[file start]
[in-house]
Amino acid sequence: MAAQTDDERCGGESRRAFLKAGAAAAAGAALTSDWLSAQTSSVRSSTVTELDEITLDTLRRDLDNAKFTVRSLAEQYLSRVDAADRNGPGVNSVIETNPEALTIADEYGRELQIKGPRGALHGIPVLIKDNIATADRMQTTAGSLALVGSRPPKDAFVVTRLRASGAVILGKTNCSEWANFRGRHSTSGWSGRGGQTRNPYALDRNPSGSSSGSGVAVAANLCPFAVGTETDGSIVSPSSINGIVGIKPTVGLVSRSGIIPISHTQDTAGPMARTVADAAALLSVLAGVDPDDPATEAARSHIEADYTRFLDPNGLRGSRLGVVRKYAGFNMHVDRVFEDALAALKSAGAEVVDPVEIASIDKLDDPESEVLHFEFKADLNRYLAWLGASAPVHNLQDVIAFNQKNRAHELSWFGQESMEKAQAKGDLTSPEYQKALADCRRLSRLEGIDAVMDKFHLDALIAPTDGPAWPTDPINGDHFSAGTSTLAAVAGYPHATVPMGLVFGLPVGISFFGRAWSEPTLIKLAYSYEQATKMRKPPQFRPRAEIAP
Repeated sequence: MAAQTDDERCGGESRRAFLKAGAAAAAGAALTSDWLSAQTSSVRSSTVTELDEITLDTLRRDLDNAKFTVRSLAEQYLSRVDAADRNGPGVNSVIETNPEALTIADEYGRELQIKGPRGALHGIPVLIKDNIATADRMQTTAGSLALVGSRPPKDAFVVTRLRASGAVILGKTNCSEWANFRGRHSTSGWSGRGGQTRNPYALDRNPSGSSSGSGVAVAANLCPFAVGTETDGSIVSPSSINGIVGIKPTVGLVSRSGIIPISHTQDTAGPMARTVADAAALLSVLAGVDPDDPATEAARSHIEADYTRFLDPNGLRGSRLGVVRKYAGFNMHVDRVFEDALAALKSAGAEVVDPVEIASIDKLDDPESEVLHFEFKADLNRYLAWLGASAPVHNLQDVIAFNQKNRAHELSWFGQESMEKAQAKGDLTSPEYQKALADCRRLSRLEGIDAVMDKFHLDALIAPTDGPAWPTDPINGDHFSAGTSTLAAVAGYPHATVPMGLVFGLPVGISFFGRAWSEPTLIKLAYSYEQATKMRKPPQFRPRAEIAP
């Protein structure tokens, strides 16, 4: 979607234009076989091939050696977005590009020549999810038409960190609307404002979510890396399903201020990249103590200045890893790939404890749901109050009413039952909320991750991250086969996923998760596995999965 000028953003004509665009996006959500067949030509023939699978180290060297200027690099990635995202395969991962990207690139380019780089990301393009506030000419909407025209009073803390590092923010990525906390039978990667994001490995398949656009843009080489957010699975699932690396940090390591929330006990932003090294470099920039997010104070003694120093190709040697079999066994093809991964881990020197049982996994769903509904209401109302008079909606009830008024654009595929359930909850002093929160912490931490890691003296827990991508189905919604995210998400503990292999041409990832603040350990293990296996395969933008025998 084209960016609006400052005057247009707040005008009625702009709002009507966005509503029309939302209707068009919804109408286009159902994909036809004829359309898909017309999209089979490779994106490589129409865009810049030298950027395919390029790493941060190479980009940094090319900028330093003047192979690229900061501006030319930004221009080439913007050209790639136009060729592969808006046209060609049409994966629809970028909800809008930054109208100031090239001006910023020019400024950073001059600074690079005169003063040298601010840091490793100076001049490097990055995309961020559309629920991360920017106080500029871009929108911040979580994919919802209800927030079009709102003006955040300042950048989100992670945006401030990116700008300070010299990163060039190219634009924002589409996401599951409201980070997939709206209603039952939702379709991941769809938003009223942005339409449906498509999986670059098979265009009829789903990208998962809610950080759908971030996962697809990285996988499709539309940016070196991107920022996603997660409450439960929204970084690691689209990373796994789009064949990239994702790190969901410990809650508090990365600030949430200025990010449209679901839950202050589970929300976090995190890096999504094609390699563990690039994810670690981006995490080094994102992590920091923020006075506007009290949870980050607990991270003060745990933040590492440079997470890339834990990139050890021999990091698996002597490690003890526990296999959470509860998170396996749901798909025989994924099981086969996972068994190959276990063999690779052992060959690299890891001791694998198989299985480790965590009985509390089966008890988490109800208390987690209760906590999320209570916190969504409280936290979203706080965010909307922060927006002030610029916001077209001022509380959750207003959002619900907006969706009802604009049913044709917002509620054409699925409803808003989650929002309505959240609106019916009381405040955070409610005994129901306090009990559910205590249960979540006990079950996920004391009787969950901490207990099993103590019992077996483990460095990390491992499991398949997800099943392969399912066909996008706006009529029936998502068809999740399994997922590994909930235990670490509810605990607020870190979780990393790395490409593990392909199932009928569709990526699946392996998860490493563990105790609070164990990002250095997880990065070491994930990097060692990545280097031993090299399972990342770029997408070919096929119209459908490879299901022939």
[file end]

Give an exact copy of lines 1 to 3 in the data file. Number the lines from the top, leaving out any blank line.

[in-house]
Amino acid sequence: MAAQTDDERCGGESRRAFLKAGAAAAAGAALTSDWLSAQTSSVRSSTVTELDEITLDTLRRDLDNAKFTVRSLAEQYLSRVDAADRNGPGVNSVIETNPEALTIADEYGRELQIKGPRGALHGIPVLIKDNIATADRMQTTAGSLALVGSRPPKDAFVVTRLRASGAVILGKTNCSEWANFRGRHSTSGWSGRGGQTRNPYALDRNPSGSSSGSGVAVAANLCPFAVGTETDGSIVSPSSINGIVGIKPTVGLVSRSGIIPISHTQDTAGPMARTVADAAALLSVLAGVDPDDPATEAARSHIEADYTRFLDPNGLRGSRLGVVRKYAGFNMHVDRVFEDALAALKSAGAEVVDPVEIASIDKLDDPESEVLHFEFKADLNRYLAWLGASAPVHNLQDVIAFNQKNRAHELSWFGQESMEKAQAKGDLTSPEYQKALADCRRLSRLEGIDAVMDKFHLDALIAPTDGPAWPTDPINGDHFSAGTSTLAAVAGYPHATVPMGLVFGLPVGISFFGRAWSEPTLIKLAYSYEQATKMRKPPQFRPRAEIAP
Repeated sequence: MAAQTDDERCGGESRRAFLKAGAAAAAGAALTSDWLSAQTSSVRSSTVTELDEITLDTLRRDLDNAKFTVRSLAEQYLSRVDAADRNGPGVNSVIETNPEALTIADEYGRELQIKGPRGALHGIPVLIKDNIATADRMQTTAGSLALVGSRPPKDAFVVTRLRASGAVILGKTNCSEWANFRGRHSTSGWSGRGGQTRNPYALDRNPSGSSSGSGVAVAANLCPFAVGTETDGSIVSPSSINGIVGIKPTVGLVSRSGIIPISHTQDTAGPMARTVADAAALLSVLAGVDPDDPATEAARSHIEADYTRFLDPNGLRGSRLGVVRKYAGFNMHVDRVFEDALAALKSAGAEVVDPVEIASIDKLDDPESEVLHFEFKADLNRYLAWLGASAPVHNLQDVIAFNQKNRAHELSWFGQESMEKAQAKGDLTSPEYQKALADCRRLSRLEGIDAVMDKFHLDALIAPTDGPAWPTDPINGDHFSAGTSTLAAVAGYPHATVPMGLVFGLPVGISFFGRAWSEPTLIKLAYSYEQATKMRKPPQFRPRAEIAP